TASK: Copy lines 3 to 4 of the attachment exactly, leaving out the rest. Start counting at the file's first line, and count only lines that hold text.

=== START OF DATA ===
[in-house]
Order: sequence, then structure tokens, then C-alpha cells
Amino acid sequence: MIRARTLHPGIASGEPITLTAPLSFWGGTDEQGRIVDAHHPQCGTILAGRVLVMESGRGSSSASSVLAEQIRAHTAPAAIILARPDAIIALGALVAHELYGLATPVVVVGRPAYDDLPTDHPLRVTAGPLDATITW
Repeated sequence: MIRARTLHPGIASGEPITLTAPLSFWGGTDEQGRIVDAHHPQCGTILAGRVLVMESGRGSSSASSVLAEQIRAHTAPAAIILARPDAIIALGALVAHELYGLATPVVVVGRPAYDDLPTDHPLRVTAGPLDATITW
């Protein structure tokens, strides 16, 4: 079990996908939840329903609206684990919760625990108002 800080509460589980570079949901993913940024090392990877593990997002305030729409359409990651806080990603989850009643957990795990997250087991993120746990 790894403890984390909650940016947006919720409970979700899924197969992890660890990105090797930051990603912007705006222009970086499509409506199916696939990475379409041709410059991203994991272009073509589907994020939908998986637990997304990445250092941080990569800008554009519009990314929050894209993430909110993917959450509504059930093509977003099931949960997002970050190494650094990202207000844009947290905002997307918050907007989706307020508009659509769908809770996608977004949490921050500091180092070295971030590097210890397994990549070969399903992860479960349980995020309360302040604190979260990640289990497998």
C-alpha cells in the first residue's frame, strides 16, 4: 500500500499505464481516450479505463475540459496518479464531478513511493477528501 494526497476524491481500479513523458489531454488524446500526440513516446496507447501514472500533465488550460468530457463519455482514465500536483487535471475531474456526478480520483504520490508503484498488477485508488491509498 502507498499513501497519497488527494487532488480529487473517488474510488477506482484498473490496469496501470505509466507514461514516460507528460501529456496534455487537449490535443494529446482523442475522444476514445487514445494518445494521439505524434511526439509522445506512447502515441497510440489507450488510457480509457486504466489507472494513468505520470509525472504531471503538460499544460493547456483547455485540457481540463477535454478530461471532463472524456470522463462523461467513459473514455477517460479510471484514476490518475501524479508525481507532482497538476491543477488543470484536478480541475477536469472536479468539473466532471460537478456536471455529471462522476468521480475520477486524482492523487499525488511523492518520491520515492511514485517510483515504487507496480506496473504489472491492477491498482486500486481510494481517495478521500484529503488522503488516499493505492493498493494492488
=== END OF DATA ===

Amino acid sequence: MIRARTLHPGIASGEPITLTAPLSFWGGTDEQGRIVDAHHPQCGTILAGRVLVMESGRGSSSASSVLAEQIRAHTAPAAIILARPDAIIALGALVAHELYGLATPVVVVGRPAYDDLPTDHPLRVTAGPLDATITW
Repeated sequence: MIRARTLHPGIASGEPITLTAPLSFWGGTDEQGRIVDAHHPQCGTILAGRVLVMESGRGSSSASSVLAEQIRAHTAPAAIILARPDAIIALGALVAHELYGLATPVVVVGRPAYDDLPTDHPLRVTAGPLDATITW